Hopkins County Marine Corps League along with the Military Coaltion and veterans took part in a Veterans Day service Thursday, Nov. 11, 2021, on the downtown plaza.
History of Veterans Day
Veterans Day commemorates the armistice signed between the Allies and Germany for the cessation of hostilities on the Western Front of World War I, which took effect at 11 a.m., the 11th day of the 11th month of 1918.
The original concept for the celebration was for a day observed with parades and public meetings and a brief suspension of business beginning at 11 a.m. The United States Congress officially recognized the end of World War I when it passed a concurrent resolution on June 4, 1926. The Senate called on the President of the United States to issue a proclamation calling on the officials to display the flag of the United States on all Government buildings on November 11 and inviting the people of the United States to observe the day in schools and churches, or other suitable places, with appropriate ceremonies of friendly relations with all other peoples.
An act approved May 13, 1938, made the 11th of November in each year a legal holiday—a day to be dedicated to the cause of world peace and to be celebrated and known as “Armistice Day,” a day set aside to honor veterans of World War I.
In 1954, after American forces fought in World War II and in Korea, veterans service organizations urged congrest to amended the Act of 1938 by striking out the word “Armistice” and inserting in its place the word “Veterans.” ith the approval of this legislation (Public Law 380) on June 1, 1954, November 11th became a day to honor American veterans of all wars. On October 8, 1854, President Dwight D. Eisenhower issued the first “Veterans Day Proclamation” designating the Administrator of Veterans’ Affairs as Chairman of a Veterans Day National Committee to coordinate national planning for the observance. The proclamation also called for heads of all departments and agencies of the Executive Branch of the Government to assist the National Committee.
The Uniform Holiday Bill signed on June 28, 1968, to ensure three-day weekends for Federal employees provided four national holidays on Mondays: Washington’s Birthday, Memorial Day, Veterans Day, and Columbus Day. The first Veterans Day under the new law was observed with much confusion on October 25, 1971, and disapproval from many.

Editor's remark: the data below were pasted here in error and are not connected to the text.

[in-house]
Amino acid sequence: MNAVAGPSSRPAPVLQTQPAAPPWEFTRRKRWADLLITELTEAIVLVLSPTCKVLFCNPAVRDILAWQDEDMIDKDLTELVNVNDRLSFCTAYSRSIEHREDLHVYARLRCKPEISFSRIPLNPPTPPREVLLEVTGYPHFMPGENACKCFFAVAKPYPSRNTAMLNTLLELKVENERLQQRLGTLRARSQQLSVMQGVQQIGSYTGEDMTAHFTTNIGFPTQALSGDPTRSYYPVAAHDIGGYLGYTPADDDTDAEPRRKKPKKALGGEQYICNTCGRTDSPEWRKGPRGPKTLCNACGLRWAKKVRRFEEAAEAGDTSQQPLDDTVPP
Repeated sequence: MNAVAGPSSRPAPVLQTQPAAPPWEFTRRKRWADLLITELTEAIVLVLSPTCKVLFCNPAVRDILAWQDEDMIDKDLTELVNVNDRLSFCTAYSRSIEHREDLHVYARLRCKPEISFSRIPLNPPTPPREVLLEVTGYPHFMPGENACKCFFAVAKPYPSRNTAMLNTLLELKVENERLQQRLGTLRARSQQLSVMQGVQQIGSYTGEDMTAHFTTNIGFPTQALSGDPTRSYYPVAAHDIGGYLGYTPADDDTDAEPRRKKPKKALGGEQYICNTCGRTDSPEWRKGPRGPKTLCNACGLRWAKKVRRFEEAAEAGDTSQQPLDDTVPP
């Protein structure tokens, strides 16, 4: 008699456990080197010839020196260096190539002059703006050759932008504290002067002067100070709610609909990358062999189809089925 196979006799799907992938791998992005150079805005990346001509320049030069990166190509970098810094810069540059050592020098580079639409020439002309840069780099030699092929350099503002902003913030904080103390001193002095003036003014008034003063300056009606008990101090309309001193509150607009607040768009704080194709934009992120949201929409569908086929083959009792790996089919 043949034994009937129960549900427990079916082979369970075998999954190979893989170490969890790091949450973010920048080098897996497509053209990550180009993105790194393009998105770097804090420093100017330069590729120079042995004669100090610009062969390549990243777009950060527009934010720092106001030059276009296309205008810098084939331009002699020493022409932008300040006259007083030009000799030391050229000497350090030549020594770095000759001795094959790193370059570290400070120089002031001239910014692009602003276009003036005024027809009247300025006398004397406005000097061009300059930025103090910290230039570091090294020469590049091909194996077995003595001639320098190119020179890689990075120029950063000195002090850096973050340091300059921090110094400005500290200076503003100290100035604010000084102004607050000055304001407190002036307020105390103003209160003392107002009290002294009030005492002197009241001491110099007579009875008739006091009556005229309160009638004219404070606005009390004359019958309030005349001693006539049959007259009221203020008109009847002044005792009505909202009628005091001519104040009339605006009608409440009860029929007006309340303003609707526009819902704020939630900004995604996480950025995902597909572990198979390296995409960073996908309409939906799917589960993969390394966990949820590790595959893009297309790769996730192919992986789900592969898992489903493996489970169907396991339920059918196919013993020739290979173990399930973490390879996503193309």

On September 20, 1975, supported by an overwhelming majority of state legislatures, all major veterans service organizations and the American people, President Gerald R. Ford signed Public Law 94-97 returning the annual Veterans Day to its original date of Nov. 11, beginning in 1978.
Veterans Day continues to be observed on Nov. 11, regardless of what day of the week on which it falls, preserving not only the historical significance of the date and focusing attention on the purpose of Veterans Day: a celebration honoring America’s veterans for their patriotism, love of country, and willingness to serve and sacrifice for the common good.
Sulphur Springs Observance
The Nov. 11, 2021, Veterans Day observance in downtown Sulphur Springs began with an invocation. County Judge Robert Newsom offered a prayer for those who serve America, and gratitude for the blessings enjoyed in the city, county and across the country.
HCMCL Judge Advocate Bob Kerr welcomed all to the observance and introduced Capt. E. Ridley Briggs, who recounted a soldier killed in service, and described the impact of seeing a flag folded into a precise triangle and presented to his mother, who kept it in a prominent place in her home. Briggs said while he can’t say exactly what the soldier’s thoughts were regarding that flag, OId Glory is special to him.
He takes the Pledge of Allegiance to the USA flag very seriously. He explained, breaking down each part, what the Pledge of Allegiance means to him him. It’s is a sacred vow taken, a promise to love and legal duty to serve the flag and all she represents. He said he loves the flag, which stands for freedom around the world and appreciation for those who died to keep her flying in wars around the world and those united with a common goal to serve, fight and defend her and this nation to the death. As a republic power flows from the people to the individuals elected to serve, not from the elected to the people. As a nation, we stand united together for liberty and justice for all people.
Briggs then lead the veterans and community members gathered around the flag in the town square in the Pledge of Allegiance to the USA flag.
Hopkins County Military Coalition performed a 3-round volley in honor of deceased veterans. The US and service flags were lowered and Taps played as well.
Melissa Harris and Sarge were introduced as honorary members of HCMCL. They attend occassions such as the Veterans Day service held in memory of those lost while serving, as appropriate. The riderless horse contains a pair of boots turned backwards, symbolizing those lost while serving. The boots placed backward in Sarge’s stirrups represent one last look at family and troops a service member lost in battle is leaving behind.
Harris said she hopes that when someone sees Sarge with empty saddle and backward boots they’ll remember someone’s loved one is never coming home from battle.
Kerr closed the service by reading the 2021 Presidential Proclamation declaring November as National Veterans and Military Families Month.